if a high-level hash was unchanged, we know the lower level units don’t need changing.

    (Methods 2 and 2B would work even if elements got changed via platypus or some other means.)
The server

  Stores all of those serializations (overwriting any previous versions)

  Delivers new Serializations to the Poller
The poller

  Reports new and changed elements to the server (as described above)

  Deserializes and updates new and changed elements received FROM the server.
    This requires and presumes that we can serialize 2way elements, and include their position in the
    DOM (parent, and Previous Sibling)

    This requires and presumes that we can deserialize every two way element received from the
    server insert it into the right place in the DOM
Scalability

  Scalability will come from a distributed architecture.
     Any browser can run a server, and carry his share of the load.

  Robustness and Distributedness
     But if you’re not running a server you can partake of someone else’s server (as in the current central
     server scenario).

     Every browServer that is serving puts its IP address into notes that it is disseminating.

     Every server can store the conversation it is involved with.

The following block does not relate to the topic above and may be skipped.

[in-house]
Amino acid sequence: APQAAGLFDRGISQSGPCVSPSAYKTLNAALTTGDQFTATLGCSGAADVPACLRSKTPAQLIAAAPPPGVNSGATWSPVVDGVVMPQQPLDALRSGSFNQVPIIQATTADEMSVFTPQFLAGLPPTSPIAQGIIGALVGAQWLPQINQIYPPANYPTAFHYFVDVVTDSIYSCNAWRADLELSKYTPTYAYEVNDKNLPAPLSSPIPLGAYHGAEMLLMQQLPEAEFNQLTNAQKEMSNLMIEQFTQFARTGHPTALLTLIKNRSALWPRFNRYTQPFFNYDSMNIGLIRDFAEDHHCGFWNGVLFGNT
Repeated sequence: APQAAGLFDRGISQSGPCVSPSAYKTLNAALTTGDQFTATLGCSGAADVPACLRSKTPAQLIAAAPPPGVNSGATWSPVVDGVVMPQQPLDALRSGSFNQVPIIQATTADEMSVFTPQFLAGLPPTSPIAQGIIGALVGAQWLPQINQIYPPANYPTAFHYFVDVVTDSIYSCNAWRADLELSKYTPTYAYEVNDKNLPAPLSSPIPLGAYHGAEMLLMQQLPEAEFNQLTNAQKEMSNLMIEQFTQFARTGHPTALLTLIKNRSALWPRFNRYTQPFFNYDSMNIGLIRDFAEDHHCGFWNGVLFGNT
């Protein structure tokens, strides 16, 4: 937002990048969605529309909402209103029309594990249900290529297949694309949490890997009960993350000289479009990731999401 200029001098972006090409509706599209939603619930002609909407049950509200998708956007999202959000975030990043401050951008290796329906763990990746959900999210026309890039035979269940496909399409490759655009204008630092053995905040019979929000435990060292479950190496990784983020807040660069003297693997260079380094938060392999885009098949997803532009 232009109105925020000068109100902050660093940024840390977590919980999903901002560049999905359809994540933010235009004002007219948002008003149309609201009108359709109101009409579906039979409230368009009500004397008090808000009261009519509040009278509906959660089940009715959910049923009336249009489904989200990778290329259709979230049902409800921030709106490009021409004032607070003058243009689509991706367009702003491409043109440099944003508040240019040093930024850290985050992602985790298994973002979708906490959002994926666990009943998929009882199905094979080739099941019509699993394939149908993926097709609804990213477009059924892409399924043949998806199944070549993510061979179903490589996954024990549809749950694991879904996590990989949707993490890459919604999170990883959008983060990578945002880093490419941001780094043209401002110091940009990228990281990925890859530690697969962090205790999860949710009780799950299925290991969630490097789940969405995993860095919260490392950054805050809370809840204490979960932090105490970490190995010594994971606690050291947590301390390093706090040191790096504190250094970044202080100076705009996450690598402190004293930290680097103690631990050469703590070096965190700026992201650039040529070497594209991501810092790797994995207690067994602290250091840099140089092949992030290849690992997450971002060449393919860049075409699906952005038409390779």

Load balancing
     So clients can switch allegiance to other servers in the conversation.

     If they move toward the more responsive servers, the load will shift to the stronger servers.

     If a member drops out and someone was depending upon it’s server the someone will experience a
     drop in responsiveness and can shift allegiance to a surviving participant.
Extensability

  Elements are components from which larger elements can be built.
     Elements can include javascript and src=lines that refer to other elements (in any web page).
       In order to prevent a corrupted element from poisoning all who depend on it, we need a way of “locking” the include
       to a specific version. One way would be to build a query-responsiveness into the server that would allow client
       commands like src=whatever.url?21June2005pm1100 to retrieve a specific version of the element.url script
       (which version is preserved by the server)

     Elements can be dragged into other elements
       This may just mean that the src=whatever.url?21June2005pm1100 is automatically added to the drag-target